ANGOLA media freedom
violations AND victories
February 2017

Journalist Nsimba Jorge, a correspondent for AFP (Agence France
Presse) in Angola, who was detained outside the Hospital of Uíge
(northern Angola) after having
collected testimonies from some
of the victims of an accident that
caused around two dozen deaths
at the local stadium the day before. The authorities alleged at the
time that the journalist was not authorised to report at the hospital.

Service in Luanda in December.
However, since then the charge
has been changed to “crimes
against the security of the State”.
Journalist Mariano Brás of O
Crime newspaper is a co-accused
for republishing the subject of the
Maka Angola website, with the
accusations against the former
Attorney General.

June 2017

Journalist Carlos Alberto of LAC
radio station in Luanda was
dismissed. The director of the
radio station would not offer any
reasons for the dismissal. However,
Alberto says he is convinced that
it has to do with the fact that he
never complimented the MPLA on
anything they had done.

Security forces violently dispersed a peaceful demonstration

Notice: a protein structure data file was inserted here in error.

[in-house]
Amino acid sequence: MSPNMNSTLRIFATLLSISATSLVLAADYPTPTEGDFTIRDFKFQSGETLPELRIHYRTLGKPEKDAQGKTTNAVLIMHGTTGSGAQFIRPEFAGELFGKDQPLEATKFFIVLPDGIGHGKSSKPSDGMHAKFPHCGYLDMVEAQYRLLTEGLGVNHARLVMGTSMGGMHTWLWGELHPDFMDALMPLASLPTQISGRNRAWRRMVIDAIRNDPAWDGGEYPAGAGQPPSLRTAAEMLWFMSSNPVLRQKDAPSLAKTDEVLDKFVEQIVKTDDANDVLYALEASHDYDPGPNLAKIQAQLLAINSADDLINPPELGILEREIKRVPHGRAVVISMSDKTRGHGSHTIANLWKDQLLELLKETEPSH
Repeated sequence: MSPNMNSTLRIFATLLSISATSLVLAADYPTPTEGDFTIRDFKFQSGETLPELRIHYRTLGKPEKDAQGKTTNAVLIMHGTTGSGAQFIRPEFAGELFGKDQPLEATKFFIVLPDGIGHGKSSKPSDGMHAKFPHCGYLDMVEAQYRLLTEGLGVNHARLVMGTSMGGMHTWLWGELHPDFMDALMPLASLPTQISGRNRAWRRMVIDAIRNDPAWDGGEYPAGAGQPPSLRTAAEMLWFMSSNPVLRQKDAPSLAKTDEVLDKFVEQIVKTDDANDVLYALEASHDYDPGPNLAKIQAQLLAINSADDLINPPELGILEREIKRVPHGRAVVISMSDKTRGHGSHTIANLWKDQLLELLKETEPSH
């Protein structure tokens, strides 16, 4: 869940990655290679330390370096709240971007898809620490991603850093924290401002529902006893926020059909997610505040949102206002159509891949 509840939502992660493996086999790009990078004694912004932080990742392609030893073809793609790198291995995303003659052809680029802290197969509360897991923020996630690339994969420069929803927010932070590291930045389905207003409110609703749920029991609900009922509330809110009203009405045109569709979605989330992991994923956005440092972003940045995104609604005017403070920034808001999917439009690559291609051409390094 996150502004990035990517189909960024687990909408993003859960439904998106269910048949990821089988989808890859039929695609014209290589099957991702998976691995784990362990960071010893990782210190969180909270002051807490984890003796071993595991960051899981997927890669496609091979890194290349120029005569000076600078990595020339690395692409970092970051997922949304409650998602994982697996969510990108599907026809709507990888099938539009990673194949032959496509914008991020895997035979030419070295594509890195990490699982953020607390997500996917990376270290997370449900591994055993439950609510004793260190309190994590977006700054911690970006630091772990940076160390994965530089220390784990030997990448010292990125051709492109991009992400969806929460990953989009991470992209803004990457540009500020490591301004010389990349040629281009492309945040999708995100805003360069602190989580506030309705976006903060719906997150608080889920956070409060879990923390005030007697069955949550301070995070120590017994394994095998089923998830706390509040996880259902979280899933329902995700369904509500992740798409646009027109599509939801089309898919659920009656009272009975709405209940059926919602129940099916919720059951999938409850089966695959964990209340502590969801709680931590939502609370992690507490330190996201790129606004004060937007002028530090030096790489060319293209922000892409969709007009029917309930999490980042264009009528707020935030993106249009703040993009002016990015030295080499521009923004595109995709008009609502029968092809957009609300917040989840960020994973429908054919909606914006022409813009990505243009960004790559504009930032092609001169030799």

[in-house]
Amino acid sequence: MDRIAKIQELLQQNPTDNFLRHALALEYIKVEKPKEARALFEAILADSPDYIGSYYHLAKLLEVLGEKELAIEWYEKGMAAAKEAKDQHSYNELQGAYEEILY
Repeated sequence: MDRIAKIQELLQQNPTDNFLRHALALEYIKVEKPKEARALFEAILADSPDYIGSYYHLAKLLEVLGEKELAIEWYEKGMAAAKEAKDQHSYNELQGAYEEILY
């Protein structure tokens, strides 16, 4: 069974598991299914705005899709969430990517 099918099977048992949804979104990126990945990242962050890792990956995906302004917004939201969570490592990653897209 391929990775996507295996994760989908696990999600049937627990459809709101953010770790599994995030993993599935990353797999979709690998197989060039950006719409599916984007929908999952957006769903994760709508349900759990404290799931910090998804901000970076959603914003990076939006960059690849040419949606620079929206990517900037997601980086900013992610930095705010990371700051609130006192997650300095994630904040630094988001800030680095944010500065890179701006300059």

organised by the Lunda Tchokwe
Protectorate Movement in Lunda
Norte, killing a passer-by, wounding 13 people and arresting 70
demonstrators. The Movement is
fighting for autonomy, an end to
the persecution and arbitrary arrest of members of their organisation as well as the release of political prisoners.

June 2017

July 2017

April 2017

Angolan journalist Rafael Marques
was formally charged with a crime
against state security for alleged
offenses against the President
of the Republic and the former
Attorney General João Maria de
Sousa. At issue is an article that
was published on the website
Maka Angola in October 2016,
in which Marques denounced
the private business activities of
the former AG, in violation of the
Constitution, with the consent of
the Head of State, José Eduardo
dos Santos. Marques was heard
at the Criminal Investigation

The Constitutional Court declared
unconstitutional the Non-Governmental Organisation Presidential
Decree of March 2015, which
sought to monitor the registration
and financial support of NGOs. In
declaring it unconstitutional, the
Court stated the approval should
have been done through the National Assembly. The Decree empowered the Public Prosecutor’s
Office to suspend the activities of
national and international NGOs
on suspicion of money laundering,
or illegal or harmful acts against
“Angola’s sovereignty and integ-

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